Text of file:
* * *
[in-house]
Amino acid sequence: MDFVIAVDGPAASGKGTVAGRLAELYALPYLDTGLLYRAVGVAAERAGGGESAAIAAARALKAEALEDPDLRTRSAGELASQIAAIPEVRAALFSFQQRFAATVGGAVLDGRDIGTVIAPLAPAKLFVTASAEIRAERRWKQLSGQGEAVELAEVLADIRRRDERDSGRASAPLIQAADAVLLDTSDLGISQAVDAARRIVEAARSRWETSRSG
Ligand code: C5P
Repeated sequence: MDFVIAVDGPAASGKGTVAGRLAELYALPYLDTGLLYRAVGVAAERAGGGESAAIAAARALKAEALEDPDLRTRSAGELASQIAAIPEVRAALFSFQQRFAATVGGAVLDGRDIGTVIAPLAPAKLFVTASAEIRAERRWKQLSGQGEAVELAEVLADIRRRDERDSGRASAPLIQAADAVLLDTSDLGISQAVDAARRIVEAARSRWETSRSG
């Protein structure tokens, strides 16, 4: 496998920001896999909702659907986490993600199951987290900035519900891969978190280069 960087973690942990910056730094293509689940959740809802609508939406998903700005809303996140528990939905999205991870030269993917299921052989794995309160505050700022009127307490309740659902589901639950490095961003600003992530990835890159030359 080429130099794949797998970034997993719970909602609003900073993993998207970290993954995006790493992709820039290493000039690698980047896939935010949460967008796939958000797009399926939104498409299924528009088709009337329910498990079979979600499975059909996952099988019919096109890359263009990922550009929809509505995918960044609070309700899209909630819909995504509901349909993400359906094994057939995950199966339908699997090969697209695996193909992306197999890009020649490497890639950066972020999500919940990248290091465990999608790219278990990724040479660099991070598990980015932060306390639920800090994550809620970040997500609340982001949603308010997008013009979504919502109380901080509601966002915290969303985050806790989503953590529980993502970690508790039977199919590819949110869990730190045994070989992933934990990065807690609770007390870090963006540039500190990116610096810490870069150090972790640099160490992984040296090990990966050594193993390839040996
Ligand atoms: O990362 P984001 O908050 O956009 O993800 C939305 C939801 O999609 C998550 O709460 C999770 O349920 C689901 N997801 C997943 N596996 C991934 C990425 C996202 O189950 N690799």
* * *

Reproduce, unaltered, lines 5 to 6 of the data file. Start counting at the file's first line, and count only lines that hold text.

């Protein structure tokens, strides 16, 4: 496998920001896999909702659907986490993600199951987290900035519900891969978190280069 960087973690942990910056730094293509689940959740809802609508939406998903700005809303996140528990939905999205991870030269993917299921052989794995309160505050700022009127307490309740659902589901639950490095961003600003992530990835890159030359 080429130099794949797998970034997993719970909602609003900073993993998207970290993954995006790493992709820039290493000039690698980047896939935010949460967008796939958000797009399926939104498409299924528009088709009337329910498990079979979600499975059909996952099988019919096109890359263009990922550009929809509505995918960044609070309700899209909630819909995504509901349909993400359906094994057939995950199966339908699997090969697209695996193909992306197999890009020649490497890639950066972020999500919940990248290091465990999608790219278990990724040479660099991070598990980015932060306390639920800090994550809620970040997500609340982001949603308010997008013009979504919502109380901080509601966002915290969303985050806790989503953590529980993502970690508790039977199919590819949110869990730190045994070989992933934990990065807690609770007390870090963006540039500190990116610096810490870069150090972790640099160490992984040296090990990966050594193993390839040996
Ligand atoms: O990362 P984001 O908050 O956009 O993800 C939305 C939801 O999609 C998550 O709460 C999770 O349920 C689901 N997801 C997943 N596996 C991934 C990425 C996202 O189950 N690799």